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Beware of Big Brother: ‘Rental’ computers discovered tracking users’ locations, passwords and private lives

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Ethan A. Huff
Natural News
Dec 26, 2012

Privacy is an illusion with many of today’s computers and tech devices, which are fully capable of secretly tracking your every move and relaying this information to third parties or even the government without your knowledge or permission. This was the subject of a recent lawsuit and federal investigation, which uncovered a massive spying ring involving computer rental companies that install secret software on their computers to hijack users’ webcams; capture screenshots of users’ online activities; and even log users’ every keystroke for the purpose of stealing passwords and private information.

According to Ars Technica, a Wyoming couple back in 2011 filed a class-action lawsuit against the nationwide rent-to-own company Aaron’s Inc. after learning that the chain had installed a software product known as PC Rental Agent on a computer they had leased. According to the suit, which was filed in the U.S. District Court for the Western District of Pennsylvania, Aaron’s had been installing the software on all of its rental computers since at least 2007 to “surreptitiously access, monitor, intercept, and/or transmit electronic communications” made by customers.

Developed by a company known as Pennsylvania-based DesignerWarePC Rental Agent was allegedly developed for the explicit purpose of merely keeping track of rental computers and locking out customers who failed to pay their bills. But what customers were not being told was that PC Rental Agent also gives Aaron’s secret access to the leased computers, essentially turning them into untraceable spying machines capable of accessing all sorts of private information and computer activity and sending it back to the company.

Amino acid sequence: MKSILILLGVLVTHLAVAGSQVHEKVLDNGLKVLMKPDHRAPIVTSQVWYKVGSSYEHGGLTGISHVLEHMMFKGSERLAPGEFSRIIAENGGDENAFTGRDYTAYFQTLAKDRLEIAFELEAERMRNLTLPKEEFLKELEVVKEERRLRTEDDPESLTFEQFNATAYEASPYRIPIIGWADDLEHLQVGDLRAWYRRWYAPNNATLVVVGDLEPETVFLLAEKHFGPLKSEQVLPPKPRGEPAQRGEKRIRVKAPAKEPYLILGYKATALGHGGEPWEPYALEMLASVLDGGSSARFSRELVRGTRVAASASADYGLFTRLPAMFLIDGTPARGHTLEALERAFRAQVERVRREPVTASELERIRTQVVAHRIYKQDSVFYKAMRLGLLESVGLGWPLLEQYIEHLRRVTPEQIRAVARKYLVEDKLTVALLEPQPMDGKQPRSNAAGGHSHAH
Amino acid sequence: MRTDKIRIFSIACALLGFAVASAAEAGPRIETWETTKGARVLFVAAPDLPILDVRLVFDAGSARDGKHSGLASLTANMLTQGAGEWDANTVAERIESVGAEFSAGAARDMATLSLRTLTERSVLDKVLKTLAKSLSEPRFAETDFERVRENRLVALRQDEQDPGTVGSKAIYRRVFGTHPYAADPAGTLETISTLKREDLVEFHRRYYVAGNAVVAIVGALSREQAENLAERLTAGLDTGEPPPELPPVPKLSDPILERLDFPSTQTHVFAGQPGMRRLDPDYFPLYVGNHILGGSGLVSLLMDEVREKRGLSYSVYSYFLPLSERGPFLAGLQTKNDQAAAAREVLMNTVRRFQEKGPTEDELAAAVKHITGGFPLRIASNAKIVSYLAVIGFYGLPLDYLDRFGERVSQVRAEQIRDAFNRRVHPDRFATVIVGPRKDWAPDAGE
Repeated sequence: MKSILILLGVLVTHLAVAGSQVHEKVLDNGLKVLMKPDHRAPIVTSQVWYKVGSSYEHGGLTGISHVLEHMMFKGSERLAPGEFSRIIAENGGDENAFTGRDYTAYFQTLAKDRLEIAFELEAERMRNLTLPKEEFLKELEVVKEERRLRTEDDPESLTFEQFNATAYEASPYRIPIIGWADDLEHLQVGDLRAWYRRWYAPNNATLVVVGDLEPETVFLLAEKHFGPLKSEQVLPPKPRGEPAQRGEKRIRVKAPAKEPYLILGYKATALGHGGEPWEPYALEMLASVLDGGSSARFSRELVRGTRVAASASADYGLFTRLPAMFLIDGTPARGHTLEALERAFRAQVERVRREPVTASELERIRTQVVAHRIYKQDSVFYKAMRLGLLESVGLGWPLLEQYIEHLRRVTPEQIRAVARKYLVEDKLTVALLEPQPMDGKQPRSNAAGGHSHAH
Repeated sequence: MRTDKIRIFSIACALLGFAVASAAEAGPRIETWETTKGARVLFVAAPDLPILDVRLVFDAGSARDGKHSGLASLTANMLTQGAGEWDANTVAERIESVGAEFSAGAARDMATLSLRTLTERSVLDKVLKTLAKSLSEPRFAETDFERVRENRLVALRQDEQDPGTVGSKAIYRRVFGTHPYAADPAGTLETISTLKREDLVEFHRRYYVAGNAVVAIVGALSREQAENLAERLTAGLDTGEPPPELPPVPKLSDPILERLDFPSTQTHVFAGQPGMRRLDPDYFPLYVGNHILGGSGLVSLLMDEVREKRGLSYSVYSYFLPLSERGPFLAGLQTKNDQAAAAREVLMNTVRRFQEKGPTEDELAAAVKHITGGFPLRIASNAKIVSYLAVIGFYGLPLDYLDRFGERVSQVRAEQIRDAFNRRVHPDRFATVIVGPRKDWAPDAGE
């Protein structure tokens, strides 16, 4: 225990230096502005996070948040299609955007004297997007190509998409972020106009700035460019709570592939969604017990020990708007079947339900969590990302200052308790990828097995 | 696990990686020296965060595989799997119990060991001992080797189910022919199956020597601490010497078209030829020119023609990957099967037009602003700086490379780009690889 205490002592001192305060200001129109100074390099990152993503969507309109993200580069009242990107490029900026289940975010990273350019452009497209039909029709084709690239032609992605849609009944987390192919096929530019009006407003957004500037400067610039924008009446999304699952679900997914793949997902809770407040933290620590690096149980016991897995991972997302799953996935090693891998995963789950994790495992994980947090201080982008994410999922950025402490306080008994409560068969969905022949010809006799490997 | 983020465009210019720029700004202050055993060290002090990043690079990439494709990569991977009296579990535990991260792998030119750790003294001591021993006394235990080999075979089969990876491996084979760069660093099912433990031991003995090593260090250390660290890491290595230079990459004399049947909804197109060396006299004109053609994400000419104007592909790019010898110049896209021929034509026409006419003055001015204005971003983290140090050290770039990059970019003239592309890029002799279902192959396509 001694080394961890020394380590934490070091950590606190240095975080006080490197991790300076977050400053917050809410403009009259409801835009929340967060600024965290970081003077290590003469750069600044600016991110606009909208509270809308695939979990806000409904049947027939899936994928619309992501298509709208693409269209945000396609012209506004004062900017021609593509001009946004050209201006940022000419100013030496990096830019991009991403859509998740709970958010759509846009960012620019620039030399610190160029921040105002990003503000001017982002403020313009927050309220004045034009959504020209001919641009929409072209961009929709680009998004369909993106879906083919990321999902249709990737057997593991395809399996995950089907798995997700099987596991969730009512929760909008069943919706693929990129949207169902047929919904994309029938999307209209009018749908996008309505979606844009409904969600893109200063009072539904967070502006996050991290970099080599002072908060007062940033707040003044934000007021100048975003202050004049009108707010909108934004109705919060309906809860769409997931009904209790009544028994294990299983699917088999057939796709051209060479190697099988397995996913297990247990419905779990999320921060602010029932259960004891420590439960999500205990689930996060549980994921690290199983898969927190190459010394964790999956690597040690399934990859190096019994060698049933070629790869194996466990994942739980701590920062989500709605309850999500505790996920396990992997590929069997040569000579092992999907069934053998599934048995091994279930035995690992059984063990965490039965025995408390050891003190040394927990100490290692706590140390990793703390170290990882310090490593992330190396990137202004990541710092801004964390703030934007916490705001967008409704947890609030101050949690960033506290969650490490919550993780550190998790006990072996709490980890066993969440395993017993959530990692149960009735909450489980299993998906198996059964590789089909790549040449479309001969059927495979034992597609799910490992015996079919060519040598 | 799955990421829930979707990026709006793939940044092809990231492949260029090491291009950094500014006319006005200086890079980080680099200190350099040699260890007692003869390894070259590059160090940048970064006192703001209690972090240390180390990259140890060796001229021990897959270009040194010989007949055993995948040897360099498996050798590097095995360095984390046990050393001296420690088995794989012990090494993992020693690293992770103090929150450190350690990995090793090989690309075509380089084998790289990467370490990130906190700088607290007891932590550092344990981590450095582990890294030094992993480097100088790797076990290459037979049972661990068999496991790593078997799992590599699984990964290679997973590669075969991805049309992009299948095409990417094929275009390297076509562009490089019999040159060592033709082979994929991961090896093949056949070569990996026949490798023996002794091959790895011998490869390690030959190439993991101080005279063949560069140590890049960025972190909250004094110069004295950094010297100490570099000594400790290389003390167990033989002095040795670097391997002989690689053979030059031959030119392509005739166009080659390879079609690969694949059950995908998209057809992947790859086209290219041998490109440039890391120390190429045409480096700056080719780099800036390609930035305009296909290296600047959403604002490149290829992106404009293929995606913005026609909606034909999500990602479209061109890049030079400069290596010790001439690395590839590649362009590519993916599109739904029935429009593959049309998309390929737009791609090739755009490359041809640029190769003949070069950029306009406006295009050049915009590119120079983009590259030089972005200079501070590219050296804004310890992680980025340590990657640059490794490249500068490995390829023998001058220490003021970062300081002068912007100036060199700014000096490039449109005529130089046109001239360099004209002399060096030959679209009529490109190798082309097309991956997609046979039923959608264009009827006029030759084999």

“Crystal gets online before she gets a shower and checks her grades. Who knows? They could print that stuff off there and take it home with them,” explained Brian Byrd to the Associated Press about how the spying software installed on his computer by Aaron’s could essentially capture nude images of his children. “I’ve got a five-year-old boy who runs around all day and sometimes he gets out of the tub running around for 20 or 30 seconds while we’re on the computer. What if they took a picture of that? I wouldn’t want that kind of garbage floating around out there.”

Is your computer, tablet or mobile phone spying on you?

According to the lawsuit, which was eventually settled by DesignerWare and seven rent-to-own companies, more than 420,000 individuals besides the Byrds who rented computers from Aaron’s were also being spied on with the secret software. And none of them were made aware of the fact that the software had been installed on their machines prior to renting them, let alone that it was capable of actively monitoring customers’ activities both on and offline.

“In numerous instances, data gather by Detective Mode has revealed private, confidential, and personal details about the computer user,” explained officials from the U.S. Federal Trade Commission (FTC) in a civil complaint filed earlier this year. “For example, keystroke logs have displayed usernames and passwords for access to email accounts, social media websites, and financial institutions.”

  • A d v e r t i s e m e n t

What is even more disturbing is the fact that a nondescript rent-to-own business is capable of such high-tech intrusion without detection, which begs the question as to whether or not major corporations that produce computers, mobile phones, and tablet devices, not to mention state and federal governments that are far more sophisticated, might be using these devices to spy on us daily. Are those little webcam “eyes” on the front faces of most devices today, for instance, secretly monitoring your activity? What about the hidden microphones on mobile phones and laptop computers?

Sources for this article include:

http://arstechnica.com

http://arstechnica.com

http://www.ftc.gov

This article was posted: Wednesday, December 26, 2012 at 6:59 am





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